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Finland has a good track record of providing aid to the world’s neediest countries and supporting international development efforts, yet 2016 saw sharp cuts to Finnish aid flows. Setting a clear timeline to restore its foreign aid budget will be key for Finland to continue making an impact with its aid programme,

according to a new OECD Review.

The latest DAC Peer Review of Finland says that a 38% annual cut to the country’s aid budget over 2016-20, with additional reductions planned for 2018-20, have pushed Finland further behind an international target to provide 0.7% of gross national income (GNI) as official development assistance (ODA). Finland’s net ODA dropped in 2016 to USD 1.06 billion, or 0.44% of GNI, from 0.59% in 2014 and 0.55% in 2015, the lowest level since 2007.

On the other hand, the Review notes that Finland’s support for the funding of private sector instruments has increased, making up in part for the drop in ODA with funding that will not affect public expenditure and reflecting Finland’s commitment to the 2030 global aid agenda.

“We are glad to see Finland actively leveraging private finance for development, however it is important to uphold public obligations,” said OECD Development Assistance Committee (DAC) Chair Charlotte Petri Gornitzka, presenting the Review in Helsinki. “We are ready to provide any support Finland needs to get its aid flows back on track as its economy recovers.”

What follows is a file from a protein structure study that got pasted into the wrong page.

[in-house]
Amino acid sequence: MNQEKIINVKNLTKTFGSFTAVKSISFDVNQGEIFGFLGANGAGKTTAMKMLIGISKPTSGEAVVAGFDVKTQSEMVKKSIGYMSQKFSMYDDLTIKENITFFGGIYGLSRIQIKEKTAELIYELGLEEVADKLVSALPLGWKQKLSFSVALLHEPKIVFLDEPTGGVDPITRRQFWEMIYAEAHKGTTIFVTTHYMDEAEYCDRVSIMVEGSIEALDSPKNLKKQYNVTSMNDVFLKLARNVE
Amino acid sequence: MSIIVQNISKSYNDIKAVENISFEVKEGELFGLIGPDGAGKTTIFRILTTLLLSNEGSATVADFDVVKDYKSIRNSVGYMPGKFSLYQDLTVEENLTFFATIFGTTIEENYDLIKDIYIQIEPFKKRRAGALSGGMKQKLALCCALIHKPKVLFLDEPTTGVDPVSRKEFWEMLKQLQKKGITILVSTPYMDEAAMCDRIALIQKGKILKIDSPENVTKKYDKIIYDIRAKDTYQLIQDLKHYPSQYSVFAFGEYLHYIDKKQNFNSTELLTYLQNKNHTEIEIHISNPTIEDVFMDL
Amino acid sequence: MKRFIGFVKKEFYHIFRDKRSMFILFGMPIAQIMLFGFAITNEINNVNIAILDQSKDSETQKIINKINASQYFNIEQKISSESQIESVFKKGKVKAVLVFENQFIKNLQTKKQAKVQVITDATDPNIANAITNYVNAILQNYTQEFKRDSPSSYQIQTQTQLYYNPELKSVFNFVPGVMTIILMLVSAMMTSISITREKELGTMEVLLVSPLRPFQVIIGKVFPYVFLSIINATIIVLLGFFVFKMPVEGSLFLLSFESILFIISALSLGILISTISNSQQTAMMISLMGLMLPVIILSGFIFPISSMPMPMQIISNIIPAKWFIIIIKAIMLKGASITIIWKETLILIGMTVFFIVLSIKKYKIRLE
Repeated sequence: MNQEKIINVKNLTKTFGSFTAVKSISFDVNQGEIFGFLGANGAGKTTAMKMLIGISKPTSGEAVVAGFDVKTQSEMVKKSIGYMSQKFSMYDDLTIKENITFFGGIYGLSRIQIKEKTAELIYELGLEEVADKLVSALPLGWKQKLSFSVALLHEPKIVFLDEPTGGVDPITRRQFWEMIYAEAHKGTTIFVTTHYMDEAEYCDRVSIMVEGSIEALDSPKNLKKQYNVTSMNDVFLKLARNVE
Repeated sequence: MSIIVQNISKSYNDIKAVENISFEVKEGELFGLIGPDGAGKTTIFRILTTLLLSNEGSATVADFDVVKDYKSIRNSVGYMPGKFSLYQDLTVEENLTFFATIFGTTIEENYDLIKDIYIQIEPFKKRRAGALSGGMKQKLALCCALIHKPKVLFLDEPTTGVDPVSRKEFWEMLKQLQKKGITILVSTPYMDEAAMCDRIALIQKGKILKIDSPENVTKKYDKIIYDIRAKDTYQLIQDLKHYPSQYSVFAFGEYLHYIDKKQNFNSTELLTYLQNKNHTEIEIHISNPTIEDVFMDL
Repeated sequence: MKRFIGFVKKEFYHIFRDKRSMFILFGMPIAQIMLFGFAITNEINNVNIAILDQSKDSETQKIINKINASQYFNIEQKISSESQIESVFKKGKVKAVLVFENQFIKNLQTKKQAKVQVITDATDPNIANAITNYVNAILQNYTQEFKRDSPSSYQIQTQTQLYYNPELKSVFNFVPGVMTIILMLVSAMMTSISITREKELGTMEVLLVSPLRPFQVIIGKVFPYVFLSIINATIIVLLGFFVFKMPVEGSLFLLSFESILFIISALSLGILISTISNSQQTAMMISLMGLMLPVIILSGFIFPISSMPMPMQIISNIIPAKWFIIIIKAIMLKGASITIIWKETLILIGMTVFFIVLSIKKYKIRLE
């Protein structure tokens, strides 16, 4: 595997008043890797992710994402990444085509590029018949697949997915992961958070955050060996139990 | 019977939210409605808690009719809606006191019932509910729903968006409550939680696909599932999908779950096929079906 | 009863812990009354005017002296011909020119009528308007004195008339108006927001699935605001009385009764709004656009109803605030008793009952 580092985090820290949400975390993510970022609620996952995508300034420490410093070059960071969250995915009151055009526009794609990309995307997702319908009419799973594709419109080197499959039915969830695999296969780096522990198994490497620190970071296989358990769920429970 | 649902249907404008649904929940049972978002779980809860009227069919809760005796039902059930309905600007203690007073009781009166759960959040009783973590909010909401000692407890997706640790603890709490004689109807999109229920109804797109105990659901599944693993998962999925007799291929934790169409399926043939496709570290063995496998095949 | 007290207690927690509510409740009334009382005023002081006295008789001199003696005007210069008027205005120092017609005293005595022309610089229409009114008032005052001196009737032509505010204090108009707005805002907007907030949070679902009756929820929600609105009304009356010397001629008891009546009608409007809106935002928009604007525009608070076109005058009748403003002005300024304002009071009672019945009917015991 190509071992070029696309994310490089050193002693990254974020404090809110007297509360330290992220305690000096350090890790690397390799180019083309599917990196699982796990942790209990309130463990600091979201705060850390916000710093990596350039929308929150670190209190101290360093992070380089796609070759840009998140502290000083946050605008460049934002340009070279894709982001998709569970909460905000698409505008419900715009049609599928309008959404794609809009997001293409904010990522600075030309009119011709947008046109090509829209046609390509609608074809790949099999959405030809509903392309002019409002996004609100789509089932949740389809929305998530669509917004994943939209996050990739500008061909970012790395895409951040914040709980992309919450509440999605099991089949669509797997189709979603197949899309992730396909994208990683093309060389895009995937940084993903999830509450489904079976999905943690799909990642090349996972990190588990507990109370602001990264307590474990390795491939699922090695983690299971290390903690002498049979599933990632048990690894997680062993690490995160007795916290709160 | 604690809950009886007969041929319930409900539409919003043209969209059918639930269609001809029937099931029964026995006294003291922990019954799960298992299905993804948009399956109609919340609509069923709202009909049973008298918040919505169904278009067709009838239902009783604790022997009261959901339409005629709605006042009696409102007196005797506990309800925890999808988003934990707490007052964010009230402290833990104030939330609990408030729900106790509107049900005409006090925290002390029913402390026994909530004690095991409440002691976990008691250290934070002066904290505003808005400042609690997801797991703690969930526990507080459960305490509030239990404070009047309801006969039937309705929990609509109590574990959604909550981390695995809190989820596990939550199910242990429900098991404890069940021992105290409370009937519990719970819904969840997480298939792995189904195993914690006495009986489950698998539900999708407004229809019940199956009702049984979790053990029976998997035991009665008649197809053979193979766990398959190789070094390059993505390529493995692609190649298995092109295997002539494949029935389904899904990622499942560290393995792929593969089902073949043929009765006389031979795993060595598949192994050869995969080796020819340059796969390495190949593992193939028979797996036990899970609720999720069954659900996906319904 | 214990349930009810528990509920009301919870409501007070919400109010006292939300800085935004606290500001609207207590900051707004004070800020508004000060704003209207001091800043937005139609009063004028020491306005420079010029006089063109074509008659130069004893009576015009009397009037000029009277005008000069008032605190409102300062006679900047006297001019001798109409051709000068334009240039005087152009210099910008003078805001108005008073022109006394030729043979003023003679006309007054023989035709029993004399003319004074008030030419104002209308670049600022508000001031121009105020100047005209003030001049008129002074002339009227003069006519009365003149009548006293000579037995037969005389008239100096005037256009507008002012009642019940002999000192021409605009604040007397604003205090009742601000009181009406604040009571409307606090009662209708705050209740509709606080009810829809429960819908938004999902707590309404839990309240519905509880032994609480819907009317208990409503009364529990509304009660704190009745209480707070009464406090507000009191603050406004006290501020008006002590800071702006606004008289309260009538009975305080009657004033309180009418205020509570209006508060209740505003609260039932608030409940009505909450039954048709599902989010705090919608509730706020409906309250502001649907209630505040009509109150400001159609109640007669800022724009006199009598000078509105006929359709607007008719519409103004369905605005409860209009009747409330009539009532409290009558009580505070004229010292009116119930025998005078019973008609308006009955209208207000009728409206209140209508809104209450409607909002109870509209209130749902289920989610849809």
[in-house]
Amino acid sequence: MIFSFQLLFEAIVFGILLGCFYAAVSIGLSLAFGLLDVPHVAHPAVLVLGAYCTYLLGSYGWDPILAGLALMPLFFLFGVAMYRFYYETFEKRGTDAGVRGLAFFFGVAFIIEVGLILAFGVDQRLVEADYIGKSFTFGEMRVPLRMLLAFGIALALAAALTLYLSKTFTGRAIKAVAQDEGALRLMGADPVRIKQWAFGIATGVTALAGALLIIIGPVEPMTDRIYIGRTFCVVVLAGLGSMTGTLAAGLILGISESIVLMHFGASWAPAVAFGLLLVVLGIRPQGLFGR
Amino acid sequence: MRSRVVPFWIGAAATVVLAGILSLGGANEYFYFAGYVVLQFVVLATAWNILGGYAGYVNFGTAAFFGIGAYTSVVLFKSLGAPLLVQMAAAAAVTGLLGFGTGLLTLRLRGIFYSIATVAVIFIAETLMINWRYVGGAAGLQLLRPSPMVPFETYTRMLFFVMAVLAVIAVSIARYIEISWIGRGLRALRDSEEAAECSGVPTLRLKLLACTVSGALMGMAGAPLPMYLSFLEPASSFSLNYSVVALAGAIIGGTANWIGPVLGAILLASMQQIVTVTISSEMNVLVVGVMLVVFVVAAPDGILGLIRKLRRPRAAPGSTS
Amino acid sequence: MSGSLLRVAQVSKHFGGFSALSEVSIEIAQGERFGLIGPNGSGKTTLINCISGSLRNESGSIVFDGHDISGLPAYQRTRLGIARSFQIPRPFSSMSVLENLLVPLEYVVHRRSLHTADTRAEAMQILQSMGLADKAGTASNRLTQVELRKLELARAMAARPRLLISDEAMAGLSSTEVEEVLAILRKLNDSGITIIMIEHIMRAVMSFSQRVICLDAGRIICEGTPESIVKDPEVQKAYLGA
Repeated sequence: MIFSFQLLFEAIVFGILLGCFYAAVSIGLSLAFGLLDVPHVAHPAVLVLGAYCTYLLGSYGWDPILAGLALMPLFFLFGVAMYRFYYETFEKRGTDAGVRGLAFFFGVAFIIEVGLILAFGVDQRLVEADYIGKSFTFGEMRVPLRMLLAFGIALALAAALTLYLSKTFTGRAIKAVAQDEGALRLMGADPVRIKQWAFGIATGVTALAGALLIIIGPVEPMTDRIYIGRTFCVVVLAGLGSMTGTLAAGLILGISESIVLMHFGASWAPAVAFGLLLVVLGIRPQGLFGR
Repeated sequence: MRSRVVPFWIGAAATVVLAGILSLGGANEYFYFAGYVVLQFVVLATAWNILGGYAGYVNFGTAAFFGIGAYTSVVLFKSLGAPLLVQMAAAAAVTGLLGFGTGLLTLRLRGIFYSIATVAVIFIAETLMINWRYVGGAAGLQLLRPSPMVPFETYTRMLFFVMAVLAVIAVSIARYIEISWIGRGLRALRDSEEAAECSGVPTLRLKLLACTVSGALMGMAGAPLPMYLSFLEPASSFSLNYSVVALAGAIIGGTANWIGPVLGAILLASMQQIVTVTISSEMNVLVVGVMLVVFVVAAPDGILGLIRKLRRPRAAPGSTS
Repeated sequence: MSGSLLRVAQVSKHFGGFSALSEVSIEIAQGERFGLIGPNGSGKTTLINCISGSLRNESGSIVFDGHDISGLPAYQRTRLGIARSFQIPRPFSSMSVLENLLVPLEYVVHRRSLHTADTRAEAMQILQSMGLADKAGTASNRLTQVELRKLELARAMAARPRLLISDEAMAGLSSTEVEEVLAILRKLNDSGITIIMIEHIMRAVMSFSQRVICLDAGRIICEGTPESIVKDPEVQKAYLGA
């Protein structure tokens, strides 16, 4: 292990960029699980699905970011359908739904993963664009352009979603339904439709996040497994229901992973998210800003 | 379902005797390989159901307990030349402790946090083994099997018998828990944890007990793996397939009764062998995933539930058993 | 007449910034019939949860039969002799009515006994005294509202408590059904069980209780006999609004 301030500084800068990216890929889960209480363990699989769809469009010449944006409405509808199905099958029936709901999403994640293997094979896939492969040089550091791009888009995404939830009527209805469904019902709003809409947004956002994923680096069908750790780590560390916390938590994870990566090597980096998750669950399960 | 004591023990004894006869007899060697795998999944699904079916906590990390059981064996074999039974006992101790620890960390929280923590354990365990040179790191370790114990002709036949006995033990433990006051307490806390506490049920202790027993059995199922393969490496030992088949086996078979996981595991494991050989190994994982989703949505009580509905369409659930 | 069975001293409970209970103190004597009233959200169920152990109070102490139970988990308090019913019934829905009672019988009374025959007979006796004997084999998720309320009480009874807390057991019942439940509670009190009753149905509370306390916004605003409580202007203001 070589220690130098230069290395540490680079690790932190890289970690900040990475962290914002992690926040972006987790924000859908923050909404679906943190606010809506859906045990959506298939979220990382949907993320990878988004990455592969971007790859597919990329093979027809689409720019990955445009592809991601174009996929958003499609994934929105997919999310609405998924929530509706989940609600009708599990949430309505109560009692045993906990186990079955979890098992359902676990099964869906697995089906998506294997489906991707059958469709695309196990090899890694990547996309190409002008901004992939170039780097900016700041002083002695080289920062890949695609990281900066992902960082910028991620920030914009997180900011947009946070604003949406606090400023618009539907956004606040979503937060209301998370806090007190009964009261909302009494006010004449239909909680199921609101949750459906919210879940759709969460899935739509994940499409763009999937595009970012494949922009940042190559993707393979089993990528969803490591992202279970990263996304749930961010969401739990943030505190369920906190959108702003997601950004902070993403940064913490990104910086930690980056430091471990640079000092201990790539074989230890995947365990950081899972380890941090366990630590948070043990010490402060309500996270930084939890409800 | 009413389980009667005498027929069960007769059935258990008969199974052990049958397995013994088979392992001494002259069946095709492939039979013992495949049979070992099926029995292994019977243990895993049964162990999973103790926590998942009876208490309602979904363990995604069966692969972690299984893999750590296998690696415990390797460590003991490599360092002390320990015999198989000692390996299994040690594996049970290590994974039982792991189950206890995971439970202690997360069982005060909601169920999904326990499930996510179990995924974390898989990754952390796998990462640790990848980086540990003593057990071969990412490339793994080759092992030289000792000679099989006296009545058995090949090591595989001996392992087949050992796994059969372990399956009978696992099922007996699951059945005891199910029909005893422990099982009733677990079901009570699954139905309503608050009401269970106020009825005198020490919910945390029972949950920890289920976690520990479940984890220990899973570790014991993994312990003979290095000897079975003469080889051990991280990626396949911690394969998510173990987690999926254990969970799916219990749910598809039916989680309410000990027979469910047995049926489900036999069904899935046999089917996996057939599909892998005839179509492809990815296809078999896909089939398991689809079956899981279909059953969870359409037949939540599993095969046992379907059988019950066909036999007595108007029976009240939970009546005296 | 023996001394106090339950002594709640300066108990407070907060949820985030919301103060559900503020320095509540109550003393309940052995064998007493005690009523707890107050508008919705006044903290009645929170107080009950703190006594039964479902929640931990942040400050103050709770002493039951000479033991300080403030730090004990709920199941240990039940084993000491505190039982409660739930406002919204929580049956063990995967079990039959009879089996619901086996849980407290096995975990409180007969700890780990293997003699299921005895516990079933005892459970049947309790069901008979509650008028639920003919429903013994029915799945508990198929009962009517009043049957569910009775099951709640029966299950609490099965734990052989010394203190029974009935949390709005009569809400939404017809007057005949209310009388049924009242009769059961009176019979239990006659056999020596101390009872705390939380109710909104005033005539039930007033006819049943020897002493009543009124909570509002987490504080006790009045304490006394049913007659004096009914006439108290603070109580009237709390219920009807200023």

To make the most of more limited development resources, the Review recommends that Finland put together a comprehensive picture of all of its investments – grants, blended finance and equity – in long-term partner countries and use that for planning.

The top five recipients of Finnish aid in 2015 were Kenya, Tanzania, Afghanistan, Ethiopia and Nepal, home to some of the world’s poorest people along with Finland’s other long-term partner countries, Mozambique, Somalia, Zambia and Myanmar. Until last year’s budget cuts, Finland stood alongside Denmark, Luxembourg, Norway, Sweden and the UK as the only DAC members meeting an international goal to provide 0.2% of GNI as aid to least-developed countries. Finland also has a strong track record on providing humanitarian aid.

The Review says Finland fully implemented four and partially implemented six out of 13 recommendations in a 2012 Peer Review. Among changes, Finland made adjustments to speed up the disbursement of emergency humanitarian funds. The new Review also noted the importance of adhering to internationally agreed principles of aid effectiveness and to remove conditions that tie aid to donor country companies.